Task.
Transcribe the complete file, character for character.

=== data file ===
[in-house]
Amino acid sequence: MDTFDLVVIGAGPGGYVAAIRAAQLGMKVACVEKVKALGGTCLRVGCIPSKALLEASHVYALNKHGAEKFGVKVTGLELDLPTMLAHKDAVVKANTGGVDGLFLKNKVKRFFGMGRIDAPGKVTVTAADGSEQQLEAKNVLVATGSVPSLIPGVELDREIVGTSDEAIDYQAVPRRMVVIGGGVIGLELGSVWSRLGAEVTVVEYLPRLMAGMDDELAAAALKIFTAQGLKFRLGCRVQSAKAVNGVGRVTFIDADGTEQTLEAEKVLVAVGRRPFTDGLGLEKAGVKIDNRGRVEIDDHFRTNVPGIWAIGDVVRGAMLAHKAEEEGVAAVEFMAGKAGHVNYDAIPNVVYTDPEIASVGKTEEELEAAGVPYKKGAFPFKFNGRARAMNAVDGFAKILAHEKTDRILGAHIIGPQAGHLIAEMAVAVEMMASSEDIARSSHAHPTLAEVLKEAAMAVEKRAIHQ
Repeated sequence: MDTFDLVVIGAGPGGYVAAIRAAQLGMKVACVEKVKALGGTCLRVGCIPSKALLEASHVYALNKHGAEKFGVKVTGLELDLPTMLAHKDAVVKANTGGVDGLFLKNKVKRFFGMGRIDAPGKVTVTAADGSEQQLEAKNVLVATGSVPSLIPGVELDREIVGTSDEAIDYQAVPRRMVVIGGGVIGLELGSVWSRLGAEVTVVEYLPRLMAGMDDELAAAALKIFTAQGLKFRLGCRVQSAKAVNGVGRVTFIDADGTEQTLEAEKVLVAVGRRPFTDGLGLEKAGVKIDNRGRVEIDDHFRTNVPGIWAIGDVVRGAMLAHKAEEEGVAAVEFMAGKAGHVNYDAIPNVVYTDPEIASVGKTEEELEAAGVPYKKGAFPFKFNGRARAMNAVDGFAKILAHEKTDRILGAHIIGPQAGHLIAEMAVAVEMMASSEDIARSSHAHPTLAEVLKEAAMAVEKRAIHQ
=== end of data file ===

[in-house]
Amino acid sequence: MDTFDLVVIGAGPGGYVAAIRAAQLGMKVACVEKVKALGGTCLRVGCIPSKALLEASHVYALNKHGAEKFGVKVTGLELDLPTMLAHKDAVVKANTGGVDGLFLKNKVKRFFGMGRIDAPGKVTVTAADGSEQQLEAKNVLVATGSVPSLIPGVELDREIVGTSDEAIDYQAVPRRMVVIGGGVIGLELGSVWSRLGAEVTVVEYLPRLMAGMDDELAAAALKIFTAQGLKFRLGCRVQSAKAVNGVGRVTFIDADGTEQTLEAEKVLVAVGRRPFTDGLGLEKAGVKIDNRGRVEIDDHFRTNVPGIWAIGDVVRGAMLAHKAEEEGVAAVEFMAGKAGHVNYDAIPNVVYTDPEIASVGKTEEELEAAGVPYKKGAFPFKFNGRARAMNAVDGFAKILAHEKTDRILGAHIIGPQAGHLIAEMAVAVEMMASSEDIARSSHAHPTLAEVLKEAAMAVEKRAIHQ
Repeated sequence: MDTFDLVVIGAGPGGYVAAIRAAQLGMKVACVEKVKALGGTCLRVGCIPSKALLEASHVYALNKHGAEKFGVKVTGLELDLPTMLAHKDAVVKANTGGVDGLFLKNKVKRFFGMGRIDAPGKVTVTAADGSEQQLEAKNVLVATGSVPSLIPGVELDREIVGTSDEAIDYQAVPRRMVVIGGGVIGLELGSVWSRLGAEVTVVEYLPRLMAGMDDELAAAALKIFTAQGLKFRLGCRVQSAKAVNGVGRVTFIDADGTEQTLEAEKVLVAVGRRPFTDGLGLEKAGVKIDNRGRVEIDDHFRTNVPGIWAIGDVVRGAMLAHKAEEEGVAAVEFMAGKAGHVNYDAIPNVVYTDPEIASVGKTEEELEAAGVPYKKGAFPFKFNGRARAMNAVDGFAKILAHEKTDRILGAHIIGPQAGHLIAEMAVAVEMMASSEDIARSSHAHPTLAEVLKEAAMAVEKRAIHQ